House price growth slowest since 2013

Michael Lloyd

September 19, 2018

Average house prices rose by 3.1% in the year to July 2018, the lowest annual rate since August 2013 when it was 3%, the ONS House Price Index has found.

The annual growth rate has slowed since mid-2016 and has remained under 5% throughout 2017 and 2018, with the exception of October 2017.

House prices are also down slightly from 3.2% in June 2018.

Kevin Roberts, director, Legal & General Mortgage Club, said: “Despite steadier year-on-year house price growth, recent statistics show that first-time buyers are having to dig deeper into their pockets to save for a deposit, with those in London needing to raise three times the amount required than in 2008.

“A lack of appropriate housing stock is creating a bottleneck in the market. It’s limiting options available to those looking to take their first or next step onto the ladder, as well as squeezing affordability.”

This slowdown in UK house price growth over the past two years is driven mainly by a slowdown in the south and east of England. The lowest annual growth was in London, where prices decreased by 0.7% over the year, down from an increase of 0.3% in the year to June 2018.

The lowest annual growth was in London, where prices decreased by 0.7% over the year. London has shown a general slowdown in its annual growth rate since mid-2016.

The second-lowest annual growth was in the South East, where prices increased by 1.8% in the year to July 2018, followed by the East of England, where prices increased by 2.4%.

This is the first time since May 2009 that London, the South East and the East of England have been the lowest-ranked regions for annual growth.

Peter Izard, business development manager at Investec Private Bank, said: “Investec continues to remain cautiously optimistic for the prime central property market in London.

“London is still one of the key centres of the financial world with a high undersupply of property throughout London.

“Only two thirds of the necessary marginal market will likely to be built so there is continuing problem around supply, with historically low interest rates and inflation adding to the positive outlook.”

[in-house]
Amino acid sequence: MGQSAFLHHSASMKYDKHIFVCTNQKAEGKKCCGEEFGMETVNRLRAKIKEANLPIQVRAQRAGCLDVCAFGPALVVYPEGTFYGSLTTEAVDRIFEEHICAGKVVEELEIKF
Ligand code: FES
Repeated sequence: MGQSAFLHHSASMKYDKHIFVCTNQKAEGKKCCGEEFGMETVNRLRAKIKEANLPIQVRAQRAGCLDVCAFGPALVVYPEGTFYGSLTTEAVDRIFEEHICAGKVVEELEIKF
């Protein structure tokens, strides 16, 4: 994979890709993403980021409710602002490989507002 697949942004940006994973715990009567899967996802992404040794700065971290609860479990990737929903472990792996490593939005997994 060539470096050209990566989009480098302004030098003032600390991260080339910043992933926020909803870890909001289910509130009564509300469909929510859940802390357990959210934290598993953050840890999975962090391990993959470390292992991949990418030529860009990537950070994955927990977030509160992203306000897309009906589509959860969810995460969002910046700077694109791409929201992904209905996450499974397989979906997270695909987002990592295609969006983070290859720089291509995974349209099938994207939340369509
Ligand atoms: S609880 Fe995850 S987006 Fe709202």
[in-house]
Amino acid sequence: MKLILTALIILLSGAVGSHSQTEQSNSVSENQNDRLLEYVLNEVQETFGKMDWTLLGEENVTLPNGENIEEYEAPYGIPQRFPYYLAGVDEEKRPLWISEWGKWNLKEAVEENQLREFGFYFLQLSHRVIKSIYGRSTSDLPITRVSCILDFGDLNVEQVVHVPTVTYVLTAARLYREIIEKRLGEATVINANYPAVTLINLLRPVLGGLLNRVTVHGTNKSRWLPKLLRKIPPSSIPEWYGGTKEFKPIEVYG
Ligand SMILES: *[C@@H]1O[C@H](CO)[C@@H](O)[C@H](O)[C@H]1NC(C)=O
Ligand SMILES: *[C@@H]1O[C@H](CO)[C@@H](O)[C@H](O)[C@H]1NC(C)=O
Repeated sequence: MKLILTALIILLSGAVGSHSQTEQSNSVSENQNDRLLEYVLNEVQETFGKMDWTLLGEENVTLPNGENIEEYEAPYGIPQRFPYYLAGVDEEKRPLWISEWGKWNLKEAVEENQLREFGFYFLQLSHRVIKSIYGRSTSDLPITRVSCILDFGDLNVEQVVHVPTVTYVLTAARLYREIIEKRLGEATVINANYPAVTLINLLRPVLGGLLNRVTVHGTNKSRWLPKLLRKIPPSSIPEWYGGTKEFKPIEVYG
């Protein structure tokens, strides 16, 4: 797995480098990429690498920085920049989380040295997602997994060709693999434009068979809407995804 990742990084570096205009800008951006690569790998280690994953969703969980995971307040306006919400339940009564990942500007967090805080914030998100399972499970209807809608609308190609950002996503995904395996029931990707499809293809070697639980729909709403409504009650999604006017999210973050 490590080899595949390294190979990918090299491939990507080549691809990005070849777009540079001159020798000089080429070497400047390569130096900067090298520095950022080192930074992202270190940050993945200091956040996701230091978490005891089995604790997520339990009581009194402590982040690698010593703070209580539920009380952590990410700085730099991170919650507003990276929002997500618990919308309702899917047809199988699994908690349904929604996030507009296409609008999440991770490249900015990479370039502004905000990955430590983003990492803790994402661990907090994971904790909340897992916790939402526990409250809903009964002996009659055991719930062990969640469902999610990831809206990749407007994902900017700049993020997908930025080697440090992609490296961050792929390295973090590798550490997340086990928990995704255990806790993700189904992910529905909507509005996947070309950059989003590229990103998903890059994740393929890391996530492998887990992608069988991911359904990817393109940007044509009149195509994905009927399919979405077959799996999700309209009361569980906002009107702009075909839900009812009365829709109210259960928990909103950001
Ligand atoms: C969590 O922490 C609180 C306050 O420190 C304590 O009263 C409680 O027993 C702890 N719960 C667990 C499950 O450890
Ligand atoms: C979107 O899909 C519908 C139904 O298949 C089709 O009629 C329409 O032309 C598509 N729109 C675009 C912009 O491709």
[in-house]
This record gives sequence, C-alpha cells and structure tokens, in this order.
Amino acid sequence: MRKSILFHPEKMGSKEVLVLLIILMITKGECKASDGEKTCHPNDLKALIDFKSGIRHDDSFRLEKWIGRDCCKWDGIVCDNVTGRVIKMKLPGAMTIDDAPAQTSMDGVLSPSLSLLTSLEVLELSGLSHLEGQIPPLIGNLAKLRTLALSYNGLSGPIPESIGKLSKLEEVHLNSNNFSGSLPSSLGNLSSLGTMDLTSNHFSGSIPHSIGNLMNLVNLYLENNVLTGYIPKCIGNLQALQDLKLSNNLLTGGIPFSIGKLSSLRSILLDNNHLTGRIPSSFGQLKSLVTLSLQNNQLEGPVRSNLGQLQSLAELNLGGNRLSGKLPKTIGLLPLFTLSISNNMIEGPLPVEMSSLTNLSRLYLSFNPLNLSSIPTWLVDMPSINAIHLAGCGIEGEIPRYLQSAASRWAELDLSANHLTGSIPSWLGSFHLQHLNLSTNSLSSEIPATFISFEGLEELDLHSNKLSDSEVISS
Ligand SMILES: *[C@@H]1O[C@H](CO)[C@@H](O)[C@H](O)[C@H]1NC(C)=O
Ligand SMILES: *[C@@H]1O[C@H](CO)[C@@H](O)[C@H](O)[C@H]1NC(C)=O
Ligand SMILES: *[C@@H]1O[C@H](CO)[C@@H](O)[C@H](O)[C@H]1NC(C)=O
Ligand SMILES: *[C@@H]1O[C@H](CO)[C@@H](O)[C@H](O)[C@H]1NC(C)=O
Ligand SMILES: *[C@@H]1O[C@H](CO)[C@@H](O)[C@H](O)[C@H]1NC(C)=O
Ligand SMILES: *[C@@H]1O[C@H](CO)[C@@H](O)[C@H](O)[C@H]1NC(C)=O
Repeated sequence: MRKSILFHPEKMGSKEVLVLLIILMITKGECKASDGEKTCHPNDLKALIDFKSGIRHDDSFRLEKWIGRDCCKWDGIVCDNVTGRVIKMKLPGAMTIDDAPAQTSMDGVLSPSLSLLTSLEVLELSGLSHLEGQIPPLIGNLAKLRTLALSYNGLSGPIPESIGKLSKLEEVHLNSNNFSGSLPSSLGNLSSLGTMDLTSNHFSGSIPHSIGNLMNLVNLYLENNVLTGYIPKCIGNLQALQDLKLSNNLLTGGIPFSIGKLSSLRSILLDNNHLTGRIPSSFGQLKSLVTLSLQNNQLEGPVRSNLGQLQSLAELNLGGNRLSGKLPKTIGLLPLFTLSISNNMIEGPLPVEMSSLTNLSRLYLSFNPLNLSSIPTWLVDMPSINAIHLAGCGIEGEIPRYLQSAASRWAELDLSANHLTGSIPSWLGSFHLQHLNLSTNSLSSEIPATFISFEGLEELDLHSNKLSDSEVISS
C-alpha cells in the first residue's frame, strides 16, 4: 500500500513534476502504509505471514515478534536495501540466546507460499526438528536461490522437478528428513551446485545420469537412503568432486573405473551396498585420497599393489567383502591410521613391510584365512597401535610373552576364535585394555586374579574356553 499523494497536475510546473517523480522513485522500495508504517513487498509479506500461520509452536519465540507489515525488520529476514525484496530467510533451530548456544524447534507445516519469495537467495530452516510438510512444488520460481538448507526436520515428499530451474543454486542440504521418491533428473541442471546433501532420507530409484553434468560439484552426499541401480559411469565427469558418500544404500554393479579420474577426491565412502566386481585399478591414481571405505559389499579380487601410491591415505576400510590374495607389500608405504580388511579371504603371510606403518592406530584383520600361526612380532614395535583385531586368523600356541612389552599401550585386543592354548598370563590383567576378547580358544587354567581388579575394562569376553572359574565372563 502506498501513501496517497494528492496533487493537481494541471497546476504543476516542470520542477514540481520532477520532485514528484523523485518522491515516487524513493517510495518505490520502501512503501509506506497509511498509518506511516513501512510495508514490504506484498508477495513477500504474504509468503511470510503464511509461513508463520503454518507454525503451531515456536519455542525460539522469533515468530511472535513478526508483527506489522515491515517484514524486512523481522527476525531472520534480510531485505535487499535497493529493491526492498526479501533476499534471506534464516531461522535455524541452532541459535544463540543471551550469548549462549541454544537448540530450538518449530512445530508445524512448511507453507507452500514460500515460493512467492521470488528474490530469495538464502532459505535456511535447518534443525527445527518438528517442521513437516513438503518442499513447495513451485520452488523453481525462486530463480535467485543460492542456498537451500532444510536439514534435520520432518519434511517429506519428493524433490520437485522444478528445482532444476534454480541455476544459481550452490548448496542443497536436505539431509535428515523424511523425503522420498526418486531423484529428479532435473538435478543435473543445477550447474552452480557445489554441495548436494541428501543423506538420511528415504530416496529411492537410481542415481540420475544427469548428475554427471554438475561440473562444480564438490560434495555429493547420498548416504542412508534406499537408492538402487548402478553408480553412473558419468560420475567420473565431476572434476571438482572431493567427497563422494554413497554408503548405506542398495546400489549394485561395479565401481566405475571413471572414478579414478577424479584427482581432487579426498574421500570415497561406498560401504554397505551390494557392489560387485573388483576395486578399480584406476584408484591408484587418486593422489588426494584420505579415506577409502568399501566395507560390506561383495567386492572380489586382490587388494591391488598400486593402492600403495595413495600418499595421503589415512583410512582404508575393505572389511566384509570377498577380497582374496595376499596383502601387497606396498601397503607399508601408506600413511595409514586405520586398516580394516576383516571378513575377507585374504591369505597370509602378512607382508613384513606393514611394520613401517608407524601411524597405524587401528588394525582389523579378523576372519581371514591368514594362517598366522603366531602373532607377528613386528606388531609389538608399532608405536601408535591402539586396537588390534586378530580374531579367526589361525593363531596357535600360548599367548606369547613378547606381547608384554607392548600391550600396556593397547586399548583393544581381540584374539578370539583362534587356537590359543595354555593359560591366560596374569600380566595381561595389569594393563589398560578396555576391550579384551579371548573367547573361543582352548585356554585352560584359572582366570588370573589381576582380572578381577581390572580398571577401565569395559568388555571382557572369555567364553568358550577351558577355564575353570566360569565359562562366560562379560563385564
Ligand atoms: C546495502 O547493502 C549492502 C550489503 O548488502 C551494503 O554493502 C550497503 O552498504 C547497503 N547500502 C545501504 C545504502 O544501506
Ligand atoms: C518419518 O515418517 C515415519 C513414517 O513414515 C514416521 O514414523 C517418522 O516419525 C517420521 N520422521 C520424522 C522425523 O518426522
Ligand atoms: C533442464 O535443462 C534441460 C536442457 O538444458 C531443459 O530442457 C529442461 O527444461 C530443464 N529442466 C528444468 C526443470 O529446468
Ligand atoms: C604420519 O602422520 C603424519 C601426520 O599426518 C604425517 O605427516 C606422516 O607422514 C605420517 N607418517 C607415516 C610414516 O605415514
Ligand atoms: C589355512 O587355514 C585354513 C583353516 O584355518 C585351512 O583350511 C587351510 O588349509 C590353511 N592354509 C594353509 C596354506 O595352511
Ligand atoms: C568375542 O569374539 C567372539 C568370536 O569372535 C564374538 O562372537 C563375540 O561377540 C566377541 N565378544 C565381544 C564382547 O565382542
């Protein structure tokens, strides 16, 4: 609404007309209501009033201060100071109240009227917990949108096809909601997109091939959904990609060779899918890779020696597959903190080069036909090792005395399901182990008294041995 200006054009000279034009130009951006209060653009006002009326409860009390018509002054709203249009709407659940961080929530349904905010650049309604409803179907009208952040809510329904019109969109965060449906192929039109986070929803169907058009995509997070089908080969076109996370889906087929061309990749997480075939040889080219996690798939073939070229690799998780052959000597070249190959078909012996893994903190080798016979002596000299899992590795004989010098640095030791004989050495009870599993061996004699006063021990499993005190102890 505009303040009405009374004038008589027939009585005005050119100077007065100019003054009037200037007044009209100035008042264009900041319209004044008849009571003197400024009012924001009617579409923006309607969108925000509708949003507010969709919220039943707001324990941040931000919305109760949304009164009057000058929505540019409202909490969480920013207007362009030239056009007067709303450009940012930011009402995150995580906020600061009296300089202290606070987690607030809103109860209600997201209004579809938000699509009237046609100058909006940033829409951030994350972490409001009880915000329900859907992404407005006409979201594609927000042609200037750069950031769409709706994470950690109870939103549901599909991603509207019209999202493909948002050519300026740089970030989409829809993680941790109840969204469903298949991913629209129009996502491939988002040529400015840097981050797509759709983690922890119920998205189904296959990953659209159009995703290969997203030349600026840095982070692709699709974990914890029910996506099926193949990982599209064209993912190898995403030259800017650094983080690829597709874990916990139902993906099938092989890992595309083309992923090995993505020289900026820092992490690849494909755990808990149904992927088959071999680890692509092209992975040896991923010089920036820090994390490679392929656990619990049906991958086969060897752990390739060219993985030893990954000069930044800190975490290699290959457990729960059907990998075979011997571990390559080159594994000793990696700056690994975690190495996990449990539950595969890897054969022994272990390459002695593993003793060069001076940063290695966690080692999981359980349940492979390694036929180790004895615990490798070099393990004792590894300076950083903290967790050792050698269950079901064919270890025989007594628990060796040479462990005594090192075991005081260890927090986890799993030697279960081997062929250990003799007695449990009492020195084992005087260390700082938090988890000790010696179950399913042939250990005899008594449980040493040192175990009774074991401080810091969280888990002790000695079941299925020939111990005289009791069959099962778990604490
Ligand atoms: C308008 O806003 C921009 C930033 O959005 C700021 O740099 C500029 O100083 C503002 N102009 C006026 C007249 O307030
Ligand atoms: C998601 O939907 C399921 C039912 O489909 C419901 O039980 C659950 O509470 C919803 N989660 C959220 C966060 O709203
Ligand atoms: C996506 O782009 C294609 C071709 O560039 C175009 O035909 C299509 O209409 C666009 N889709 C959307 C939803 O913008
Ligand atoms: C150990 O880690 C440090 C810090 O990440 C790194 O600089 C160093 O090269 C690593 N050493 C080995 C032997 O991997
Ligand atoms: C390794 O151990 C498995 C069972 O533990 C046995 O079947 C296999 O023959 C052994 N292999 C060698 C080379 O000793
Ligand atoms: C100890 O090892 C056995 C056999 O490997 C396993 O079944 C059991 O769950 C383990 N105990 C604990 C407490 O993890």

The average UK house price was £231,000 in July 2018, £6,000 higher than in July 2017 and £2,000 higher than last month.

Across the UK, all houses showed an increase in average price in July 2018 when compared with the same month in the previous year.

Detached houses showed the biggest increase, rising by 4.6% in the year to July 2018 to £352,000. The average price of flats and maisonettes increased by 0.6% in the year to July 2018, to £208,000, the lowest annual growth of all property types.

Weaker growth in UK flats and maisonettes was driven by negative annual growth in London for this property type. London accounts for around 25% of all UK flats and maisonette transactions.

The main contribution to the increase in UK house prices came from England, where house prices rose by 3.0% over the year to July 2018, with the average price in England now £249,000.

Wales saw house prices increase by 4.2% over the last 12 months to stand at £157,000. In Scotland, the average price increased by 3.2% over the year to stand at £152,000.

The average price in Northern Ireland currently stands at £133,000, an increase of 4.4% over the year to Q2 2018.

London continued to be the region with the highest average house price at £485,000, followed by the South East and the East of England, which stood at £327,000 and £295,000 respectively. The lowest average price continued to be in the North East at £132,000.

The North West showed the highest annual growth, with prices increasing by 5.6% in the year to July 2018. This was followed by the South West and West Midlands regions (both 4.4%).

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